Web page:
Abilities matter. This chapter reviews the nature of cognitive and socio-emotional abilities and examines their importance in the development of successful lives. The text highlights the evidence documenting the causal association between abilities and labour market outcomes. It introduces an occupational tasks framework and shows how the interaction of abilities, skills and tasks is important for understanding labour market disparities. It concludes with policy recommendations based on interventions aimed at improving skills and future avenues for this research agenda.
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Fernando Saltiel, Miguel Sarzosa and Sergio Urzúa
Henry M. Levin and Clive R. Belfield
Cost-effectiveness analysis is a common tool for ascertaining the efficiency of investment, but it has only rarely been applied to education. This chapter begins by defining cost-effectiveness and addressing the rationale for using cost-effectiveness in education. It proceeds to issues in measuring educational effectiveness using a common metric across interventions. It then devotes considerable attention to how to apply the concept of opportunity cost to cost measurement in education using the ingredients method, which relies on specifying the required resources and their market or shadow prices. It concludes with a sampling of cost-effectiveness studies devoted to different educational topics: teacher selection, dropout prevention, early reading achievement and multiple reforms. The article concludes with future directions.
Tommaso Agasisti and Alex J. Bowers
In this chapter, we outline the importance of data usage for improving policymaking (at the system level), management of educational institutions and pedagogical approaches in the classroom. We illustrate how traditional data analyses are becoming gradually substituted by more sophisticated forms of analytics, and we provide a classification for these recent movements (in particular learning analytics, academic analytics and educational data mining). After having illustrated some examples of recent applications, we warn against potential risks of inadequate analytics in education, and list a number of barriers that impede the widespread application of better data use. As implications, we call for a development of a more robust professional role of data scientists applied to education, with the aim of sustaining and reinforcing a positive data-driven approach to decision making in the educational field.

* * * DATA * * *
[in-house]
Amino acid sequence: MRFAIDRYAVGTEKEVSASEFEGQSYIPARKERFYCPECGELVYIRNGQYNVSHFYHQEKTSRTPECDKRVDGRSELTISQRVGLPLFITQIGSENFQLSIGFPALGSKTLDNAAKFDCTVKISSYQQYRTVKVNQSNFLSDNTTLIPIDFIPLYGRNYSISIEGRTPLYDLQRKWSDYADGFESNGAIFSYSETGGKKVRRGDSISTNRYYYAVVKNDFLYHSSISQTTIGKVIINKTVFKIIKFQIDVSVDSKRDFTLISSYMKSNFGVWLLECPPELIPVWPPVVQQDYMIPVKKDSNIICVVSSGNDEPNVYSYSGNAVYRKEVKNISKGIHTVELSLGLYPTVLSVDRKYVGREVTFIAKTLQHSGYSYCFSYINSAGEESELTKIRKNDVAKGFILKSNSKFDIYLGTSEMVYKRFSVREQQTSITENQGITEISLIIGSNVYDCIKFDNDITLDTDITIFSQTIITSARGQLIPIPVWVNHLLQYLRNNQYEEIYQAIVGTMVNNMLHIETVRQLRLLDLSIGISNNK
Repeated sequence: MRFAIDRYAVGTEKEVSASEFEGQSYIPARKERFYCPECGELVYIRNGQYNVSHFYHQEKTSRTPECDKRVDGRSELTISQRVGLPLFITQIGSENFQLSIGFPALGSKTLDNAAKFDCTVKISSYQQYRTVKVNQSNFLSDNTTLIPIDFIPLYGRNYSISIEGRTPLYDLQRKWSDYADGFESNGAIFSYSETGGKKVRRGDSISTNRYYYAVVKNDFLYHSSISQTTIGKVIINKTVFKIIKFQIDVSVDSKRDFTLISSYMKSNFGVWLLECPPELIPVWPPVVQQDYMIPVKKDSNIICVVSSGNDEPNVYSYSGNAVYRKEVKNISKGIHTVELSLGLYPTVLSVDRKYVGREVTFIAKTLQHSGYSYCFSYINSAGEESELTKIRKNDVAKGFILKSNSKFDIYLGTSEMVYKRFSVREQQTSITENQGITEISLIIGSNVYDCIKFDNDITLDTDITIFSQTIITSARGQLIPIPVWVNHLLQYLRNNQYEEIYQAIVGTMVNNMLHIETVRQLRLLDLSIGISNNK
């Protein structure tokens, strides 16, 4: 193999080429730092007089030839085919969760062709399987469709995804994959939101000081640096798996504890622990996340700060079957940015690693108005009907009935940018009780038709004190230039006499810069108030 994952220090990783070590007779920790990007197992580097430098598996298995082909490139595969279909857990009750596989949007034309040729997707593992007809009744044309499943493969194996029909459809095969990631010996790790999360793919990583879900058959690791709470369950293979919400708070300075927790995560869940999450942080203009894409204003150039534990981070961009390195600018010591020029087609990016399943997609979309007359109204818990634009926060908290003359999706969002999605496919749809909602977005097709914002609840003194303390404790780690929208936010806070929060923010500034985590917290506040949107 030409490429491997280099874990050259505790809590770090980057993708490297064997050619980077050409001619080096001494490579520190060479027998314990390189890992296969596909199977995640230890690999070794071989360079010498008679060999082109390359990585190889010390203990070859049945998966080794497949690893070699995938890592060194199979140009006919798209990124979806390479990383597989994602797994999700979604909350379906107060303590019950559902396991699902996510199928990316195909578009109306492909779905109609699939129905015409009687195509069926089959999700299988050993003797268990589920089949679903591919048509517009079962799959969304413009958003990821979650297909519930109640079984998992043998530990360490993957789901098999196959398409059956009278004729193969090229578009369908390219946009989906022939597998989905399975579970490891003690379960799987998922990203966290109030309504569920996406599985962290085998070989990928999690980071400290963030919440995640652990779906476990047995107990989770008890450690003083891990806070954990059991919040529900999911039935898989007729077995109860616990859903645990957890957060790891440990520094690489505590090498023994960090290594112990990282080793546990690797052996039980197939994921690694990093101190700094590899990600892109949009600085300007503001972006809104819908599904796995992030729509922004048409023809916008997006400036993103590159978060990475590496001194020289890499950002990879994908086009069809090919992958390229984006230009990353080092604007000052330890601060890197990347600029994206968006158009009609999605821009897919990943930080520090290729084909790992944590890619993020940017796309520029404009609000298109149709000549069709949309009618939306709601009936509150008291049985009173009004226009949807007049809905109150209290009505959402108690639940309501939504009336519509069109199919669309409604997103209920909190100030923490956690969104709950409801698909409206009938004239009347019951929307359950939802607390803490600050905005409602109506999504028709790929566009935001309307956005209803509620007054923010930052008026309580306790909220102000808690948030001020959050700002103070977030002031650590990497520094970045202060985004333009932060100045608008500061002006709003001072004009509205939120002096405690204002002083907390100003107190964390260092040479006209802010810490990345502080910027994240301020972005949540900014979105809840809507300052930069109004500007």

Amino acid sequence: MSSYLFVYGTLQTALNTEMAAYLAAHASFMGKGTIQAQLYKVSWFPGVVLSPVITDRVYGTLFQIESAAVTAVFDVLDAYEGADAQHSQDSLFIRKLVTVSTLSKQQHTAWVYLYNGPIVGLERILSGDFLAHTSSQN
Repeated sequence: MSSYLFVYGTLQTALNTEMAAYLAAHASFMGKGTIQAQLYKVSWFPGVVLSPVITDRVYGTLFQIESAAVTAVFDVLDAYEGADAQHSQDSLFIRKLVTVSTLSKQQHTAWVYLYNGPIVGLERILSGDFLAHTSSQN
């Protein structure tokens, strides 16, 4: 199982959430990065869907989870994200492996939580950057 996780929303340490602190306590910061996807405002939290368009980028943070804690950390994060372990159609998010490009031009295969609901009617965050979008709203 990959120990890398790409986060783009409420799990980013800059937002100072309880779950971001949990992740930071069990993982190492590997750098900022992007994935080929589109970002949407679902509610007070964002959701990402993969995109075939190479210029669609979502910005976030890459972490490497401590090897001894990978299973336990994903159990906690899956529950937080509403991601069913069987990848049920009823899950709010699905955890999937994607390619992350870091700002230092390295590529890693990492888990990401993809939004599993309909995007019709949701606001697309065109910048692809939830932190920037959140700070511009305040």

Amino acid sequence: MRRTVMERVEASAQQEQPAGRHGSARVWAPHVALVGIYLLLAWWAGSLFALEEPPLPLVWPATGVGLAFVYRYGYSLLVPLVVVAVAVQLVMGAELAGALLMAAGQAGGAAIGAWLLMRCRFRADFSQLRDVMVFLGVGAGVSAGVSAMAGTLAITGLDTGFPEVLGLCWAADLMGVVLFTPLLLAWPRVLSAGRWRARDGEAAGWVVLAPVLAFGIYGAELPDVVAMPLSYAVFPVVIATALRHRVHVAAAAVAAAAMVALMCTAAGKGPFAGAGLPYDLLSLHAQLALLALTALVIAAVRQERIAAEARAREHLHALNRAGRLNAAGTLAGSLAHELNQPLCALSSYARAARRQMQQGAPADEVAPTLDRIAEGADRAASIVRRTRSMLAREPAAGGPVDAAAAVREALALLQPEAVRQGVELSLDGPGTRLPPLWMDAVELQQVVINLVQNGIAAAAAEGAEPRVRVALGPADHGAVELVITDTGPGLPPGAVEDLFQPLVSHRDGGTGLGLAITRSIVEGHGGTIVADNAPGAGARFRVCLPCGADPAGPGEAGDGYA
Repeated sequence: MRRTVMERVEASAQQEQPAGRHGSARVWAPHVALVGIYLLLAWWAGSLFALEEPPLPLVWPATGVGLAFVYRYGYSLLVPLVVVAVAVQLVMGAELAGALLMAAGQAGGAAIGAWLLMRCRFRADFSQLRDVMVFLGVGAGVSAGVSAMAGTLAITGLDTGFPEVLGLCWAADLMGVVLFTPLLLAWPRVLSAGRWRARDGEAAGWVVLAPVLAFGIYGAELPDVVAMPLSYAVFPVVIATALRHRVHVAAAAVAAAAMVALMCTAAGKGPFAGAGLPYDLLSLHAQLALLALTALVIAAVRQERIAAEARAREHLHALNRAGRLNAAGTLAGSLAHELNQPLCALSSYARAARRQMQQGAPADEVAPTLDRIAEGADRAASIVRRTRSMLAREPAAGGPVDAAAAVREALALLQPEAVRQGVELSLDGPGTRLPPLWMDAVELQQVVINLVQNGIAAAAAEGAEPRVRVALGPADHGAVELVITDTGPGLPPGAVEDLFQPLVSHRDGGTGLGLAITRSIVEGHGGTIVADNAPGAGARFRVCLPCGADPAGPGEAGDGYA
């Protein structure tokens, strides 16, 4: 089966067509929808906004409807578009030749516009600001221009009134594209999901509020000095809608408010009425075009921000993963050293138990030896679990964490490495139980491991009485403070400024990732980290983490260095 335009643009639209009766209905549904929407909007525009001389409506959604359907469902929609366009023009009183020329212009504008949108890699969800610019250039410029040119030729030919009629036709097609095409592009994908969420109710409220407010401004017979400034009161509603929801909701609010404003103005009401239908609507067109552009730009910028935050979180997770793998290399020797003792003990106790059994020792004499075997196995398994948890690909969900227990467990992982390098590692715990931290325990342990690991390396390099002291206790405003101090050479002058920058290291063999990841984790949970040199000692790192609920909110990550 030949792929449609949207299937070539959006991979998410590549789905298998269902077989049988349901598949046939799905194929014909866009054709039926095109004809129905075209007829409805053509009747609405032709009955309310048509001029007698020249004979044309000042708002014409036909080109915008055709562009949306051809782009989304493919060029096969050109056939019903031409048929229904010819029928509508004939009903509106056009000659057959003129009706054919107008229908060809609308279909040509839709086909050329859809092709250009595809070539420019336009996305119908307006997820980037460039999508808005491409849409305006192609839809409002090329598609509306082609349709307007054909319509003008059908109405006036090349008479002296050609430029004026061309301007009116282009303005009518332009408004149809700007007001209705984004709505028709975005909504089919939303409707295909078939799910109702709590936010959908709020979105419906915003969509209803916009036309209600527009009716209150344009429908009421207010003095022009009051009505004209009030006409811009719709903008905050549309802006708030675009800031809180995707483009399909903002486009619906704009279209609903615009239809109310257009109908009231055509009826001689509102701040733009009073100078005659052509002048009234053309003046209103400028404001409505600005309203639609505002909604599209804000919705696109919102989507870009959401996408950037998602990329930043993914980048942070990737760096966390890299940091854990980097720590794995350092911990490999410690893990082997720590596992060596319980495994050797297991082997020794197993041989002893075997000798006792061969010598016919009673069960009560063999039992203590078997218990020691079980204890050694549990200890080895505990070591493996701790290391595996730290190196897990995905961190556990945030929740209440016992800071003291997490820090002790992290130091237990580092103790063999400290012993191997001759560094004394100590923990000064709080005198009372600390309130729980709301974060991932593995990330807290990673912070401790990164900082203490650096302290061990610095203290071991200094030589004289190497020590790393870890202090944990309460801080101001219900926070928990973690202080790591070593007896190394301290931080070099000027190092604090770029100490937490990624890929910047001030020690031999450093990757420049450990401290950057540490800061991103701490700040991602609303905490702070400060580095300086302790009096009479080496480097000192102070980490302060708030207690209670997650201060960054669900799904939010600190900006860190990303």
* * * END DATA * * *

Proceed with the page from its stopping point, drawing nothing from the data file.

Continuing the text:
Distance education in a variety of forms has a long history and the number of students enrolled has become enormous. But, compared with studies of traditional face-to-face education, the studies on economics of distance education are rather fewer and have not attracted much attention from the scholars of the economics of education. This chapter introduces and analyses the existing empirical studies on the economics of distance education from the perspectives of cost, efficiency, the private and social benefits, social capital and dropout. The empirical results support that distance education has its own distinctive features, such as cost advantages and economies of scale and scope, the separation of teachers and learners, the separation among learners, social capital disadvantages and high dropout rate. Meanwhile, the empirical results show that like traditional face-to-face education, distance education can not only bring significant private benefits but also a series of social benefits and social capital can improve distance education learners’ performance and benefits. Finally, with the development of the Internet and information technology, especially the explosive growth of MOOCs, this chapter predicts that distance education will become a common approach to study for ordinary people in the near future. Then this chapter offers some prospects and suggestions referring to studies of the economics of distance education in the future.